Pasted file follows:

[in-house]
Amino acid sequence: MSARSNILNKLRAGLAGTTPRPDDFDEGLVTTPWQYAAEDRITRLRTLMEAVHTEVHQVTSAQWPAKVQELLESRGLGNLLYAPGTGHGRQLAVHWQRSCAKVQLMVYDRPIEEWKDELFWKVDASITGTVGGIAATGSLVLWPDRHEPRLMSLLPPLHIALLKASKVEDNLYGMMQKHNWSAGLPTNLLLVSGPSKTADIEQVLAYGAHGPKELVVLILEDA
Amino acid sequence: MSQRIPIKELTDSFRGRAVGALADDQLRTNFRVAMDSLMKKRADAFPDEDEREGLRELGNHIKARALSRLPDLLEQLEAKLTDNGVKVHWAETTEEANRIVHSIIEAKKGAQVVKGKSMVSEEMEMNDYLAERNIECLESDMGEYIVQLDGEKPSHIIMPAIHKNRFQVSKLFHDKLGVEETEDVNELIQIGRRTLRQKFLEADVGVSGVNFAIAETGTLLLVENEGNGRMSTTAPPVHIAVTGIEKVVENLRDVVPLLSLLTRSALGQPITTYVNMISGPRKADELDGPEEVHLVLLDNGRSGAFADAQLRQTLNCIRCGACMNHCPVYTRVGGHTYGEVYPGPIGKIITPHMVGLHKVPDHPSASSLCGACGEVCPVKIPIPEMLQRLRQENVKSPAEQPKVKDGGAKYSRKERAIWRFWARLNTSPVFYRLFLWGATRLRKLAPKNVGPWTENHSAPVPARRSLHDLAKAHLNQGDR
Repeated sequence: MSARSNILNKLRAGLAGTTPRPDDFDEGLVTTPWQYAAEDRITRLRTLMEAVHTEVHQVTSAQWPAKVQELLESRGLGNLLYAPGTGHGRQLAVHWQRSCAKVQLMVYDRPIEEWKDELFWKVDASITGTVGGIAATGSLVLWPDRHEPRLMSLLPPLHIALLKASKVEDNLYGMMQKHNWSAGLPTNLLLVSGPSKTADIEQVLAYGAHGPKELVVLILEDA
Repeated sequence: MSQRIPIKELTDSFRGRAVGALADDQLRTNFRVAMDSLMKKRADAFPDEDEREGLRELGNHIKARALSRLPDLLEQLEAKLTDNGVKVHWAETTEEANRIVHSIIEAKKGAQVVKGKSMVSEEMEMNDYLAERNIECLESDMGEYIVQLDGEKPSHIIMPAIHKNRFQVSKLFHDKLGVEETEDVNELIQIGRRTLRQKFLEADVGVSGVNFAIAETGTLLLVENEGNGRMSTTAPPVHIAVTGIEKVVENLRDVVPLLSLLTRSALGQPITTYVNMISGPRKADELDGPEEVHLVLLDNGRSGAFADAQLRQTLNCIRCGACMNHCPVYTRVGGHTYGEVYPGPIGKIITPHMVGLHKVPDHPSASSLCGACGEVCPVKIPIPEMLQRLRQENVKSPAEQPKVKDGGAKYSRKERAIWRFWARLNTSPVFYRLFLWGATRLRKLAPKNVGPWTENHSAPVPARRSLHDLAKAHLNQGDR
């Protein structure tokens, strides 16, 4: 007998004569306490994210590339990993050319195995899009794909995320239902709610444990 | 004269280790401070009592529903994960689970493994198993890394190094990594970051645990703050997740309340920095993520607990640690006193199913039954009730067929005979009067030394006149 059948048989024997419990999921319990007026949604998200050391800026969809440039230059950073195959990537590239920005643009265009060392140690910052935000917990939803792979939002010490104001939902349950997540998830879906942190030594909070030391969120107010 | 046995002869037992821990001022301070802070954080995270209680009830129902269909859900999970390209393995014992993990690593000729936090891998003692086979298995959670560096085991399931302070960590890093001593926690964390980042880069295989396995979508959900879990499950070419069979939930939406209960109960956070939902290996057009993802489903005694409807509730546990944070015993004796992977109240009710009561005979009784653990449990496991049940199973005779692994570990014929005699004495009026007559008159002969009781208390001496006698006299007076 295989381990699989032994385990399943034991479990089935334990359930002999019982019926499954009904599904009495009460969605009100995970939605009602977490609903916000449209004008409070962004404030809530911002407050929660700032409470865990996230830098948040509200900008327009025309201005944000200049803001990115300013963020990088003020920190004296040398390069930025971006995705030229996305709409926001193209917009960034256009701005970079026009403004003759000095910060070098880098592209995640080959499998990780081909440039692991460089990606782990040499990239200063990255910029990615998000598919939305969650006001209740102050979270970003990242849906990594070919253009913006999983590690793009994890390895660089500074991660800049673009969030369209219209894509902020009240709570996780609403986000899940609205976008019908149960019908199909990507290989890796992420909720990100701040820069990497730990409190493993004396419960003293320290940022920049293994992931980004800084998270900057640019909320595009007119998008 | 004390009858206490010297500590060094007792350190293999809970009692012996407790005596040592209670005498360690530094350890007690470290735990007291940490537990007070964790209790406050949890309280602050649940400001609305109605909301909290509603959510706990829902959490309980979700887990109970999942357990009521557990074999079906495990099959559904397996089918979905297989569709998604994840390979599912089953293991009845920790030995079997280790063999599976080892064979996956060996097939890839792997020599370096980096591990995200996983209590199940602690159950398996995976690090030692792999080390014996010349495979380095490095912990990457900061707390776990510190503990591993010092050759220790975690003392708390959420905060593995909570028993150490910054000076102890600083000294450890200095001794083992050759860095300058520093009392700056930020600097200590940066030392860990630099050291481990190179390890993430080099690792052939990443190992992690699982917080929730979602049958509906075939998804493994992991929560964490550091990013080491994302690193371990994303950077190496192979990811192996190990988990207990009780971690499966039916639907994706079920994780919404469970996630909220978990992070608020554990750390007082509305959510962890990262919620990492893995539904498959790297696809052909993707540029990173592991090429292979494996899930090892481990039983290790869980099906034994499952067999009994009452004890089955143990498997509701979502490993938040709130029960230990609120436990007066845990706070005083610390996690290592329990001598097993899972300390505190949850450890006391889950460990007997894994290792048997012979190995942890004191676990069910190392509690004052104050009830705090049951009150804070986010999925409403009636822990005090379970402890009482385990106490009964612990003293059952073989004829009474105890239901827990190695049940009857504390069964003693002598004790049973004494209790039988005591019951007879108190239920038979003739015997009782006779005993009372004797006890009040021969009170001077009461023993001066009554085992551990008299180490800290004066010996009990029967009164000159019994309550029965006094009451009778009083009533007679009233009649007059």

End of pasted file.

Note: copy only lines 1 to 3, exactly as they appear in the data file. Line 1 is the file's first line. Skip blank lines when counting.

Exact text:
[in-house]
Amino acid sequence: MSARSNILNKLRAGLAGTTPRPDDFDEGLVTTPWQYAAEDRITRLRTLMEAVHTEVHQVTSAQWPAKVQELLESRGLGNLLYAPGTGHGRQLAVHWQRSCAKVQLMVYDRPIEEWKDELFWKVDASITGTVGGIAATGSLVLWPDRHEPRLMSLLPPLHIALLKASKVEDNLYGMMQKHNWSAGLPTNLLLVSGPSKTADIEQVLAYGAHGPKELVVLILEDA
Amino acid sequence: MSQRIPIKELTDSFRGRAVGALADDQLRTNFRVAMDSLMKKRADAFPDEDEREGLRELGNHIKARALSRLPDLLEQLEAKLTDNGVKVHWAETTEEANRIVHSIIEAKKGAQVVKGKSMVSEEMEMNDYLAERNIECLESDMGEYIVQLDGEKPSHIIMPAIHKNRFQVSKLFHDKLGVEETEDVNELIQIGRRTLRQKFLEADVGVSGVNFAIAETGTLLLVENEGNGRMSTTAPPVHIAVTGIEKVVENLRDVVPLLSLLTRSALGQPITTYVNMISGPRKADELDGPEEVHLVLLDNGRSGAFADAQLRQTLNCIRCGACMNHCPVYTRVGGHTYGEVYPGPIGKIITPHMVGLHKVPDHPSASSLCGACGEVCPVKIPIPEMLQRLRQENVKSPAEQPKVKDGGAKYSRKERAIWRFWARLNTSPVFYRLFLWGATRLRKLAPKNVGPWTENHSAPVPARRSLHDLAKAHLNQGDR